[Updated 3/11/15, 6:44 pm. See below.] Salix Pharmaceuticals, which just two weeks ago reached a deal to be acquired by Valeant Pharmaceuticals, now has a better offer from Endo International.
Dublin, Ireland-based Endo (NASDAQ: ENDP) has proposed to Salix (NASDAQ: SLXP) a cash and stock offer that amounts to $175 per share—about 11 percent more than Valeant’s (NYSE: VRX) $158 per share cash offer. In Endo’s proposal, Salix shareholders would own approximately 40 percent of the combined company.
[Paragraph updated to include Valeant comment.] The boards of Salix and Valeant had already approved Valeant’s offer, which values Salix at about $10.3 billion. If Salix spurns the offer of Canada-based Valeant, it would owe a $355 million break-up fee, plus expenses. It does not look like Valeant will budge on price. In a statement, Valeant said: “We are firmly committed to our all-cash agreed transaction, which delivers immediate and certain value to Salix shareholders. The tender offer is scheduled to expire at the end of the day, March 31, 2015, and Valeant expects to be in the position to close the transaction on April 1, 2015.”
Valeant is one of the most acquisitive companies in biopharma. But in a letter sent to Salix chairman Thomas D’Alonzo, and also filed with securities regulators, Endo CEO Rajiv De Silva wrote that Endo is a savvy dealmaker in its own right, and the two companies would be a good fit. Since 2013, De Silva wrote, Endo has completed six deals, helping the company assemble a diverse portfolio of specialty pharmaceutical products and drug candidates.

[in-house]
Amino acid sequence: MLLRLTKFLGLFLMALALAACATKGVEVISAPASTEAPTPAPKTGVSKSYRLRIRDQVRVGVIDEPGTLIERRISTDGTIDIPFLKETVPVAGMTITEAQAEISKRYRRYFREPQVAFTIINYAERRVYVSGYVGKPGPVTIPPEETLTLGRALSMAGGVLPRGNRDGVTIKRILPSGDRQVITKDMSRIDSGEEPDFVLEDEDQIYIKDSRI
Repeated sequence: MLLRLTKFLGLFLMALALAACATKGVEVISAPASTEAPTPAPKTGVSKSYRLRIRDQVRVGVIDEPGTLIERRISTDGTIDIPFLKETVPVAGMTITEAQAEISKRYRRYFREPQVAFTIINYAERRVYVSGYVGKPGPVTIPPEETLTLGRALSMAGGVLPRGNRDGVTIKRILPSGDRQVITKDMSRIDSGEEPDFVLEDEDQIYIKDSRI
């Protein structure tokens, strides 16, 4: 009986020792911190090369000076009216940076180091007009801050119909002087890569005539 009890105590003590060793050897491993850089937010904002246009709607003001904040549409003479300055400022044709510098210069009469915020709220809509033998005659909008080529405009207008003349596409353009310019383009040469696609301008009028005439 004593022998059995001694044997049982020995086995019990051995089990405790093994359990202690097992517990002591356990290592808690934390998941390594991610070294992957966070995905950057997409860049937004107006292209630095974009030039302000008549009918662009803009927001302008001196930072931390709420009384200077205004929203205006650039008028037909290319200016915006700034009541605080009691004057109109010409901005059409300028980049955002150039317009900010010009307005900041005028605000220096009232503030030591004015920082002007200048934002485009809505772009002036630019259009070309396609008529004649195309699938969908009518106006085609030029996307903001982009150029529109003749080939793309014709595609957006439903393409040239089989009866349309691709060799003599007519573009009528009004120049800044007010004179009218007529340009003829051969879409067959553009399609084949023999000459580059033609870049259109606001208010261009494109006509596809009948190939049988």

“Salix has a strong growth profile that is well aligned with Endo’s,” De Silva wrote. “We think that Endo would bring significant management resources to continue to allow Salix to grow while utilizing our experience to help resolve any outstanding matters inhibiting growth.”
For its part, Salix has a portfolio of 22 commercialized gastrointestinal products. The company’s top drug, rifaxamin (Xifaxan), is approved for traveler’s diarrhea and hepatic encephalopathy, a condition in which a damaged liver cannot remove toxins which then reach the brain and cause damage. But Salix is also expecting another potential revenue stream this spring, when the FDA could approve rifaxamin for irritable bowel syndrome with diarrhea. If rifaxamin secures the FDA nod, Salix’s drug would become the first approved treatment for the disorder.
Salix has built its own drug portfolio by being an active acquirer of gastrointestinal products. But the company became an acquisition target last fall following accounting problems rooted in improper reporting of inventory levels for rifaxamin, which led the company to restate its financials dating back nearly two years. Salix CFO Adam Derbyshire resigned in November. Carolyn Logan retired as CEO in January.
Endo still needs approval from its shareholders before it can complete a deal for Salix. But Endo says that it has secured such approval by wide margins for its previous acquisitions, and expects it could close the Salix deal in the second quarter.